Shalya was an uncle of two of the Pandavas (Nakula and Sahadeva). Why did he fight on the side of the Kauravas then?

Also, if you could provide the Sanskrit Shlokas to support your answer, that would be great (although, not necessary).

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    @sv.: I am well aware of that. I do not see a new discussion adding more value. In the end, I am not bound to keep a tag in my question. I assume that prerogative lays with person who is asking the question? :) May 2, 2016 at 16:53
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    No, the prerogative doesn't lie with the person asking the question. Tags are chosen in order to properly classify the question so that they can be searched for easily. For instance, if someone wants to know about the stories of Krishna, as opposed to the teachings of Krishna, they can search Krishna and mythology and that will pull up all the questions about stories relating to Krishna found in the Mahabharata, Puranas, Harivamsa, etc. May 2, 2016 at 18:16
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    In any case, I believe that all the stories given in the Vedas, Puranas, Ramayana, and Mahabharata literally happened the way they're described, so in using the mythology tag I'm not casting any doubt about the truth of those stories. May 2, 2016 at 18:17
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    @KeshavSrinivasan: The most common usage of the word myth is 'a widely held but false belief or idea' . I am sure your intention is not to cast any doubt but it does. May 2, 2016 at 18:24
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    @KeshavSrinivasan: Sorry, I do not agree to that. The word mythology also will have two meaning as myth has. Also, the second meaning is a more tec hnical one used only by some of the academics. The first one is used by most of the layman, by normal people. May 2, 2016 at 22:35

1 Answer 1


Shalya was the king of Madra and brother of Pandu's wife Madri, so naturally he wanted to fight on the Pandava side. But when Shalya and his army came, they were greeted by Duryodhana's men, who provided them with food, lodging, and entertainment. Shalya assumed that Yudhisthira was responsible for all this, so he wanted to reward him for the hospitality. But then he found out that Duryodhana was the one responsible, so he was forced out of a sense of honor to reward Duryodhana, as described in this chapter of the Udyoga Parva of the Mahabharata:

And when Salya was exceedingly pleased and ready to grant even his life, Duryodhana, who had remained concealed, came forward and showed himself to his maternal uncle. And the kind of the Madras saw him and understood that it was Duryodhana who had taken all the trouble to receive him. And Salya embraced Duryodhana and said, 'Accept something that you may desire.' Duryodhana thereupon said, 'O thou auspicious one, let thy word be true, grant me a boon. I ask thee to be the leader of all my army.'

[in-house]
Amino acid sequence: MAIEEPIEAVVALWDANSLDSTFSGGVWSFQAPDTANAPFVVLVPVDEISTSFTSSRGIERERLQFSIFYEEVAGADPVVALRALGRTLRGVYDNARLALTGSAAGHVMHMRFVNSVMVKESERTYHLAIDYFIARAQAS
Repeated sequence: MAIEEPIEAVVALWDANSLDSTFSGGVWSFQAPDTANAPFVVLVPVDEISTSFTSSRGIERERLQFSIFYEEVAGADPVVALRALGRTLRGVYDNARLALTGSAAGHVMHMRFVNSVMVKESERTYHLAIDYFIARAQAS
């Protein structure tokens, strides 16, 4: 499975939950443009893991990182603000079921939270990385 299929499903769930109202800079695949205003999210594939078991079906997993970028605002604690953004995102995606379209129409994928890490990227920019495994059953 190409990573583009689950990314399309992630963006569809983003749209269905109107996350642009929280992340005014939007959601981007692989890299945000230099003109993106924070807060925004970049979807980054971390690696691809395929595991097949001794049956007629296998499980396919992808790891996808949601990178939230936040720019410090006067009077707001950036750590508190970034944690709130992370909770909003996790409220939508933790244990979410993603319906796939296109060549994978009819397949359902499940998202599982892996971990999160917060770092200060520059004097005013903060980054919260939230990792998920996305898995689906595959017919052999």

So Shalya was tricked into fighting on the Kaurava side, despite his love for the Pandavas. In the course of the war, he killed Abhimanyu's brother-in-law Uttara (as I discuss in this answer), served as thr charioteer of Karna, and finally became the general of the Kaurava side after Karna died. Ultimately Yudishthira was forced to kill Shalya, which must have been an agonizing decision.

It's important to note, by the way, that even while fighting for the Kaurava side, Shalya still supported the Pandavas, and while driving Karna's chariot during Karna's fight with Arjuna he tried to demoralize Karna as much as possible. Shalya was fundamentally a good person put into a terrible situation, forced to fight his own nephews even though he knew that their cause was just.

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    Awesome, the Karna part is rather interesting, I wonder if there is more to it there. May 2, 2016 at 22:42
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    @AmitSaxena Thanks, I added the Uttara link. Regarding the Karna part, here's the request that Yudhishtira makes to Shalya in that Udyoga Parva chapter: "When, O best of kings, the single combat between Karna and Arjuna will take place, I have no doubt thou wilt have to drive Karna's car. On that occasion, if thou art inclined to do good to me, thou must protect Arjuna. O king, thou must likewise so act that the Suta's son Karna may be dispirited and the victory may be ours. Improper it no doubt is; but, O my uncle, for all that thou must do it." Shalya agrees to the request. May 2, 2016 at 22:47
  • Yup, I read that part. Although, I was wondering what exactly Shalya say or do to discourage someone like Karna. Also, how did Karna respond to this. I have asked a separate question regarding this: hinduism.stackexchange.com/questions/11817/… May 2, 2016 at 22:53

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